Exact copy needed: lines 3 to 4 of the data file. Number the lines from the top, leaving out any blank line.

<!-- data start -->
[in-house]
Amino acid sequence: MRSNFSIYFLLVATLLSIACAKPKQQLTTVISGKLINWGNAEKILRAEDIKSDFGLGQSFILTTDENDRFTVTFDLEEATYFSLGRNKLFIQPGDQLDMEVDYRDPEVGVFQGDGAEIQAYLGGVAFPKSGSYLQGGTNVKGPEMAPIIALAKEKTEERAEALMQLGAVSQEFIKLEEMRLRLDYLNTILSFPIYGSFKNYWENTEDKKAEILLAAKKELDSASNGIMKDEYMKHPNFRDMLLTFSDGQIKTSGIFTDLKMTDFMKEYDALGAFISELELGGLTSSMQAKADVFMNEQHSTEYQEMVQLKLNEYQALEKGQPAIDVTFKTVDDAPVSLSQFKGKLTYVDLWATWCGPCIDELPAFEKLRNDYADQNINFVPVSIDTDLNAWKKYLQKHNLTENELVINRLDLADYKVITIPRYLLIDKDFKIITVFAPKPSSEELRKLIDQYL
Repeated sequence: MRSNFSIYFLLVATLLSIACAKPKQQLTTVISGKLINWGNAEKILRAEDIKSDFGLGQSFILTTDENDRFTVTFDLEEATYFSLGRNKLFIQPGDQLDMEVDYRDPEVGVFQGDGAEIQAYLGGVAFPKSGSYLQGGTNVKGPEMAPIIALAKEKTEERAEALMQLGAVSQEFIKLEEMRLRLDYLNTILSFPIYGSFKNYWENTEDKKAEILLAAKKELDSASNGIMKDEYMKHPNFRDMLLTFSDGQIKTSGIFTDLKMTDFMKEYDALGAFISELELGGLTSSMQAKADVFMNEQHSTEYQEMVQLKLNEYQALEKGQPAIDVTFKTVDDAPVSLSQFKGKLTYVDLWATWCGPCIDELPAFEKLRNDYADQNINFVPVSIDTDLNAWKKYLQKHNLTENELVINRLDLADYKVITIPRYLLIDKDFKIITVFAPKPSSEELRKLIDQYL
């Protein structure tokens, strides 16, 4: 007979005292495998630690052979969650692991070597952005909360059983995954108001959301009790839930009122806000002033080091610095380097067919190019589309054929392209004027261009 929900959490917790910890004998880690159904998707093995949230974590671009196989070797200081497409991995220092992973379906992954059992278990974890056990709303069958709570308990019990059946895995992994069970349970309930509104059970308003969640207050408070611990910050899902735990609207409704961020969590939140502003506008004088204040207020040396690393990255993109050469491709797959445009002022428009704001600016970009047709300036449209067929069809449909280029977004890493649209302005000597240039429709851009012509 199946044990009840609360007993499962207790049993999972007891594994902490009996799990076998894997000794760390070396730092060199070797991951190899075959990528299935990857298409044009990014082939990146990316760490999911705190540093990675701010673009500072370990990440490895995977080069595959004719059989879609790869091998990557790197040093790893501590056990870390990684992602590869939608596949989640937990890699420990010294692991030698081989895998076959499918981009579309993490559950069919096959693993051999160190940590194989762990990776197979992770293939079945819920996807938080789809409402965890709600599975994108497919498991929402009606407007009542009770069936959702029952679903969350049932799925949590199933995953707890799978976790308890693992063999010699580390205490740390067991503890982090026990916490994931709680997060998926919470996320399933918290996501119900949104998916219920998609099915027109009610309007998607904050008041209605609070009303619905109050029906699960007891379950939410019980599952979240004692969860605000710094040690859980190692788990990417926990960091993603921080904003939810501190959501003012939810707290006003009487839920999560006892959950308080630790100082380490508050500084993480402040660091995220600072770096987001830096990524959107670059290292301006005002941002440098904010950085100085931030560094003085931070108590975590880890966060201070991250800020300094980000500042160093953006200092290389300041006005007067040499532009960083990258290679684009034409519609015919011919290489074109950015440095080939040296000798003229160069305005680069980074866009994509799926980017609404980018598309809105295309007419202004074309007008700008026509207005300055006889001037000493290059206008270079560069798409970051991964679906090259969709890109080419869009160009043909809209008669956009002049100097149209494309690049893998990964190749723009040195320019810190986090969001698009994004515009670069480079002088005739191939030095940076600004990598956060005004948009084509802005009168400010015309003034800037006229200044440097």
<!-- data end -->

Repeated sequence: MRSNFSIYFLLVATLLSIACAKPKQQLTTVISGKLINWGNAEKILRAEDIKSDFGLGQSFILTTDENDRFTVTFDLEEATYFSLGRNKLFIQPGDQLDMEVDYRDPEVGVFQGDGAEIQAYLGGVAFPKSGSYLQGGTNVKGPEMAPIIALAKEKTEERAEALMQLGAVSQEFIKLEEMRLRLDYLNTILSFPIYGSFKNYWENTEDKKAEILLAAKKELDSASNGIMKDEYMKHPNFRDMLLTFSDGQIKTSGIFTDLKMTDFMKEYDALGAFISELELGGLTSSMQAKADVFMNEQHSTEYQEMVQLKLNEYQALEKGQPAIDVTFKTVDDAPVSLSQFKGKLTYVDLWATWCGPCIDELPAFEKLRNDYADQNINFVPVSIDTDLNAWKKYLQKHNLTENELVINRLDLADYKVITIPRYLLIDKDFKIITVFAPKPSSEELRKLIDQYL
């Protein structure tokens, strides 16, 4: 007979005292495998630690052979969650692991070597952005909360059983995954108001959301009790839930009122806000002033080091610095380097067919190019589309054929392209004027261009 929900959490917790910890004998880690159904998707093995949230974590671009196989070797200081497409991995220092992973379906992954059992278990974890056990709303069958709570308990019990059946895995992994069970349970309930509104059970308003969640207050408070611990910050899902735990609207409704961020969590939140502003506008004088204040207020040396690393990255993109050469491709797959445009002022428009704001600016970009047709300036449209067929069809449909280029977004890493649209302005000597240039429709851009012509 199946044990009840609360007993499962207790049993999972007891594994902490009996799990076998894997000794760390070396730092060199070797991951190899075959990528299935990857298409044009990014082939990146990316760490999911705190540093990675701010673009500072370990990440490895995977080069595959004719059989879609790869091998990557790197040093790893501590056990870390990684992602590869939608596949989640937990890699420990010294692991030698081989895998076959499918981009579309993490559950069919096959693993051999160190940590194989762990990776197979992770293939079945819920996807938080789809409402965890709600599975994108497919498991929402009606407007009542009770069936959702029952679903969350049932799925949590199933995953707890799978976790308890693992063999010699580390205490740390067991503890982090026990916490994931709680997060998926919470996320399933918290996501119900949104998916219920998609099915027109009610309007998607904050008041209605609070009303619905109050029906699960007891379950939410019980599952979240004692969860605000710094040690859980190692788990990417926990960091993603921080904003939810501190959501003012939810707290006003009487839920999560006892959950308080630790100082380490508050500084993480402040660091995220600072770096987001830096990524959107670059290292301006005002941002440098904010950085100085931030560094003085931070108590975590880890966060201070991250800020300094980000500042160093953006200092290389300041006005007067040499532009960083990258290679684009034409519609015919011919290489074109950015440095080939040296000798003229160069305005680069980074866009994509799926980017609404980018598309809105295309007419202004074309007008700008026509207005300055006889001037000493290059206008270079560069798409970051991964679906090259969709890109080419869009160009043909809209008669956009002049100097149209494309690049893998990964190749723009040195320019810190986090969001698009994004515009670069480079002088005739191939030095940076600004990598956060005004948009084509802005009168400010015309003034800037006229200044440097």